“It was a total departure for Michelin, a real change of direction,” says the chef, who found the attention that accompanied the award tough to manage when he just wanted to return to his beloved kitchen and cook.

“It was a hard time because peoples’ perception of a Michelin star at that point was totally different to what it is now. We had people coming in and expecting white tablecloths and a suited sommelier but we had none of that. Some people loved it, but others would come in and say ‘where’s the dining room?’ It was a really bizarre time.”

Same ethos

The Michelin star given to the Cross in Kenilworth, Warwickshire, in the 2015 Michelin Guide was also unexpected, but for a different reason. The pub had reopened under new ownership less than a year before the 2015 Michelin Guide was released (in October 2014) and chef director Adam Bennett knew inspectors rarely visited – or awarded stars – so quickly.

Bennett, who moved to the Midlands pub from the nearby Michelin-starred restaurant Simpsons, already had several years’ knowledge of cooking food that Michelin found favour with, but wasn’t aiming for a star when he took over the pub.

“As a chef you only know one way to cook really. It’s difficult to reinvent yourself,” he says. “I carried on cooking the way I’d always cooked, but the blend on the menu was slightly different. We put steak and chips on alongside some sophisticated dishes, but we made sure it would be the best steak and chips you’d ever had.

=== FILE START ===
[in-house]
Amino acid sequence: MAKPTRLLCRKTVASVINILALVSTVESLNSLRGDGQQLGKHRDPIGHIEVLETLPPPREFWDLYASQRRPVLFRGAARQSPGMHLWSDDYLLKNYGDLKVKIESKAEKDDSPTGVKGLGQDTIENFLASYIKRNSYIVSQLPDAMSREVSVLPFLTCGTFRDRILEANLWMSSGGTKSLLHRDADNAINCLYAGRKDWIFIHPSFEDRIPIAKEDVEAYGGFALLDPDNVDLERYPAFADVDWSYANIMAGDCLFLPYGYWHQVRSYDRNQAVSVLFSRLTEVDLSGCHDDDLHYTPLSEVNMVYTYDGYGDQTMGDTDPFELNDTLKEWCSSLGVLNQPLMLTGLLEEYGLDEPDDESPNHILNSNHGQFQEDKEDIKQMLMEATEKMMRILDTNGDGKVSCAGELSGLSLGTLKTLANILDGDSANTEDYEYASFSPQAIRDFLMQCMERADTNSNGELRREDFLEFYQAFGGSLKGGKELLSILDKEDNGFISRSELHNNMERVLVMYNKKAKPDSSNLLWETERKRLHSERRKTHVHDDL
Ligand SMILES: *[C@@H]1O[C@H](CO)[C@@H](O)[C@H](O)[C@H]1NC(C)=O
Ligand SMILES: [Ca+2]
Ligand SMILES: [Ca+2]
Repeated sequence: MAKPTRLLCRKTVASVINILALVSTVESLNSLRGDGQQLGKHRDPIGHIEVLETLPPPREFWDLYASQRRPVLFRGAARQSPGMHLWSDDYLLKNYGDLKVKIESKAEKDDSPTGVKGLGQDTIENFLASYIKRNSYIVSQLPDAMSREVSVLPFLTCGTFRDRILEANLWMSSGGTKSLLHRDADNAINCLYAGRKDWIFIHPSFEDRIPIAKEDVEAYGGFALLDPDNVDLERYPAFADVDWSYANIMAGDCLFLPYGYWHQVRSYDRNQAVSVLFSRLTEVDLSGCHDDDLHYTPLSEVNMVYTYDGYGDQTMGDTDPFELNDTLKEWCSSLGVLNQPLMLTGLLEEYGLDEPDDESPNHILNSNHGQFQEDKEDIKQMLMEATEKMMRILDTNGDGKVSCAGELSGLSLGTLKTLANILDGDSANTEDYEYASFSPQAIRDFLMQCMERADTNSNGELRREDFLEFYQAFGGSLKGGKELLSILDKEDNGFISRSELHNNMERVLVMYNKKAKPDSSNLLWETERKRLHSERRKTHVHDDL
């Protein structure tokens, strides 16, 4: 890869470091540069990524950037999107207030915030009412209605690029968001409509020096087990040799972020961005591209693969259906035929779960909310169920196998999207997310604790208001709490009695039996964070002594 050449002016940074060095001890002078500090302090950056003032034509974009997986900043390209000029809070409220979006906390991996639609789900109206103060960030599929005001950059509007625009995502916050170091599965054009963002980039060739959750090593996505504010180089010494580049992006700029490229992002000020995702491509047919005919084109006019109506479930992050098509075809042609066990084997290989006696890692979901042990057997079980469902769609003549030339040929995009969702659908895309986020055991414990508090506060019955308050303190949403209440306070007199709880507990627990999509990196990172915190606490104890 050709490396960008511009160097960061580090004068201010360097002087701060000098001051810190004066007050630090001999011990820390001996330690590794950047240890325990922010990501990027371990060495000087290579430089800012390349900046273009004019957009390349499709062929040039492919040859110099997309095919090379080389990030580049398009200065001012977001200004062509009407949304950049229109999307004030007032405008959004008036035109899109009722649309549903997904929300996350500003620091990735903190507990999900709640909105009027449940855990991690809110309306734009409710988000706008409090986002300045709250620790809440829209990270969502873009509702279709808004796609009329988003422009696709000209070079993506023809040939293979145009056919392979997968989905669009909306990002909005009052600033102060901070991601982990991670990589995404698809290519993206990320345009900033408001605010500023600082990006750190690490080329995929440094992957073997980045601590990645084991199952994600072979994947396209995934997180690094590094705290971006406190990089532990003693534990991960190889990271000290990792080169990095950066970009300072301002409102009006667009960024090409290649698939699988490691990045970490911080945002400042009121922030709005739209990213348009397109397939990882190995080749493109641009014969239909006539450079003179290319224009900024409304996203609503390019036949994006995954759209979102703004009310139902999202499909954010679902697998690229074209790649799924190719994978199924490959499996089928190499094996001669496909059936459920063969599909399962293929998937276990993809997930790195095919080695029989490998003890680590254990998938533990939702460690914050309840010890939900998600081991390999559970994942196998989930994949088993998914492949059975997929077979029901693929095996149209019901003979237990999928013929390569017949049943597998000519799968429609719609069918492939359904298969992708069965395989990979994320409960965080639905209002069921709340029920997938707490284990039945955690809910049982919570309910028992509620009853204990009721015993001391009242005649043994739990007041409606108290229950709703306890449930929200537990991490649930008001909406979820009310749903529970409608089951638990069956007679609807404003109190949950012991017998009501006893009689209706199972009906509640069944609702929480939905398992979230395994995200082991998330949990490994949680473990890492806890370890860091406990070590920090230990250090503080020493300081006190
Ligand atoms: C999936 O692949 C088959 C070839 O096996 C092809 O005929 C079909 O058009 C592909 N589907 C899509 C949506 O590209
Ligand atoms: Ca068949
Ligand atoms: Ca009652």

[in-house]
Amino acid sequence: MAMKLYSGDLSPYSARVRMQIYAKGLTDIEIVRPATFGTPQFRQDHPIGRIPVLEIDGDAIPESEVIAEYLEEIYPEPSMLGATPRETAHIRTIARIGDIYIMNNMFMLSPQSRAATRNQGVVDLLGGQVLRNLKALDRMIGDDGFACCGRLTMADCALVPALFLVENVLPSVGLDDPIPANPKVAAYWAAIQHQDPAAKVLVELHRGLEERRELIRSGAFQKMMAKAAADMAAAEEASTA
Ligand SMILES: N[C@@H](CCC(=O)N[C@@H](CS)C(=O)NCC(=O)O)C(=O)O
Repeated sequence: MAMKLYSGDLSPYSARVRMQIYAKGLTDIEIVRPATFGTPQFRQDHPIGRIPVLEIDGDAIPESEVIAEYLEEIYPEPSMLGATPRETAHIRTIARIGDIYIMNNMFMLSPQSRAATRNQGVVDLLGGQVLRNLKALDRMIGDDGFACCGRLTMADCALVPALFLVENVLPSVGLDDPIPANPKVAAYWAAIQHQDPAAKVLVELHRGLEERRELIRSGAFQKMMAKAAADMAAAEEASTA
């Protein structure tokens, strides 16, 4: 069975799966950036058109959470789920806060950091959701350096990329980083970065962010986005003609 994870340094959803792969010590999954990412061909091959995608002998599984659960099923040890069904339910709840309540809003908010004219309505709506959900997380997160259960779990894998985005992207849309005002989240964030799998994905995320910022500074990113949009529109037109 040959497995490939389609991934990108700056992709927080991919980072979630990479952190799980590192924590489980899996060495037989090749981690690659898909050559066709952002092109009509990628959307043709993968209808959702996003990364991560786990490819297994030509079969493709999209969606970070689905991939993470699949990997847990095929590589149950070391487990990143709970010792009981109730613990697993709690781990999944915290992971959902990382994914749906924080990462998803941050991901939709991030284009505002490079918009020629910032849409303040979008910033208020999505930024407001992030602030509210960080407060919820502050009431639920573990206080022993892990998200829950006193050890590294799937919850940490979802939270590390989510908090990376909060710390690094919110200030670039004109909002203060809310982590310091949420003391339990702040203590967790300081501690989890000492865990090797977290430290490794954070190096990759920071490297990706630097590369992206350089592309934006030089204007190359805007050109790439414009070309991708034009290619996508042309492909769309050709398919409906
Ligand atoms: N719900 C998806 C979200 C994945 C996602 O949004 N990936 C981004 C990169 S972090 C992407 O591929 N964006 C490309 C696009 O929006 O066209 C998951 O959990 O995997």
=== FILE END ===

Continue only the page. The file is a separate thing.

“We apply the same ethos to everything we do – whether it’s pork scratchings or something more sophisticated, it all has to be the best.”


Michelin momentum

Of course, the landscape for pubs and food had already changed in the 14 years between the Stagg and the Cross receiving their respective stars.

During that time, pubs such as the Hand & Flowers in Marlow (2005), the Sportsman in Kent (2008), the Pipe & Glass Inn in Yorkshire (2010) and the Pony & Trap near Bristol (2011) were not only impressing Michelin inspectors, they were also wowing judges for awards such as the Top 50 Gastropubs and the National Restaurant Awards while seeing a steady stream of diners coming through their doors.

So how has the pub sector maintained and increased its Michelin momentum? There are two schools of thought. One is that the quality of food served in pubs has continually evolved and improved, the other is that Michelin has embraced a more casual-dining trend, where the emphasis is on recognising fine food, not fine dining.

“Michelin maintains that what it is looking for within any style of cuisine is an excellent example of it, so whether it’s Italian, classic French, or British food, they’re looking for excellence and that’s what we try to do,” explains Bennett, who also emphasises he cooks for his customers, not the guides.

Relaxed dining

Tom De Keyser

Reynolds, who was at the forefront of the shift in attitudes towards pub dining, believes Michelin itself helped catapult pubs into the consciousness of the food-loving public by awarding them stars, while Tom De Keyser, head chef at Tom Kerridge’s second Marlow pub, the Coach, simply states: “Relaxed dining has become more popular, and where is more relaxing than a pub?”